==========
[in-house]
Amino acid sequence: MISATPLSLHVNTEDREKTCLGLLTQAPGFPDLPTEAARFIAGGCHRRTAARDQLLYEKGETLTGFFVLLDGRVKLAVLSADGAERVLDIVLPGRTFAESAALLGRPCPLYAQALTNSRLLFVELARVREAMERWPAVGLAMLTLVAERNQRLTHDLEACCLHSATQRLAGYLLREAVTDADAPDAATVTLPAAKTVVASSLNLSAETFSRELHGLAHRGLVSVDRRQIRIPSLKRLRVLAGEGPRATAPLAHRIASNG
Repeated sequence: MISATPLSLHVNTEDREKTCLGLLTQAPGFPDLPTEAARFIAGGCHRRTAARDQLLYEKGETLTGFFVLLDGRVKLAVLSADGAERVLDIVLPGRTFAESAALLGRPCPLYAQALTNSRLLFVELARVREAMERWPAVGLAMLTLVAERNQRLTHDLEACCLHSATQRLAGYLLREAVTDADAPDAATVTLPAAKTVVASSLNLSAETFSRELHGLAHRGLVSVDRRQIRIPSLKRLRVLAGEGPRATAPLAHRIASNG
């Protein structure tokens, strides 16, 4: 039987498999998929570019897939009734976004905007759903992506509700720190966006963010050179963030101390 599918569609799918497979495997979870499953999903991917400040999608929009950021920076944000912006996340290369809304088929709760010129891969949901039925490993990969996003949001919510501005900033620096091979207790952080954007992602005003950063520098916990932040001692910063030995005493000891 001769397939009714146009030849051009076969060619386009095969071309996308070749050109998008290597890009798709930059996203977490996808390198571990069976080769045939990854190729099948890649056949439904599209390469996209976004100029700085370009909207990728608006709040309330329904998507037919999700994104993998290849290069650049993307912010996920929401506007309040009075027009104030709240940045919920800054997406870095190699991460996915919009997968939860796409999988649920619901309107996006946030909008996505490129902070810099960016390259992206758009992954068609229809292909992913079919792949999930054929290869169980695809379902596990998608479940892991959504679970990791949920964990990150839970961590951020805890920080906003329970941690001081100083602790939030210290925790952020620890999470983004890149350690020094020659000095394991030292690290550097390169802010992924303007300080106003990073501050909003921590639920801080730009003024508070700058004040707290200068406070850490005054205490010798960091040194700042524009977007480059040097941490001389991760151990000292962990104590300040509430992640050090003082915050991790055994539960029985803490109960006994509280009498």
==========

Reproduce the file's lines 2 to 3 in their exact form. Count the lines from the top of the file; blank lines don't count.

Amino acid sequence: MISATPLSLHVNTEDREKTCLGLLTQAPGFPDLPTEAARFIAGGCHRRTAARDQLLYEKGETLTGFFVLLDGRVKLAVLSADGAERVLDIVLPGRTFAESAALLGRPCPLYAQALTNSRLLFVELARVREAMERWPAVGLAMLTLVAERNQRLTHDLEACCLHSATQRLAGYLLREAVTDADAPDAATVTLPAAKTVVASSLNLSAETFSRELHGLAHRGLVSVDRRQIRIPSLKRLRVLAGEGPRATAPLAHRIASNG
Repeated sequence: MISATPLSLHVNTEDREKTCLGLLTQAPGFPDLPTEAARFIAGGCHRRTAARDQLLYEKGETLTGFFVLLDGRVKLAVLSADGAERVLDIVLPGRTFAESAALLGRPCPLYAQALTNSRLLFVELARVREAMERWPAVGLAMLTLVAERNQRLTHDLEACCLHSATQRLAGYLLREAVTDADAPDAATVTLPAAKTVVASSLNLSAETFSRELHGLAHRGLVSVDRRQIRIPSLKRLRVLAGEGPRATAPLAHRIASNG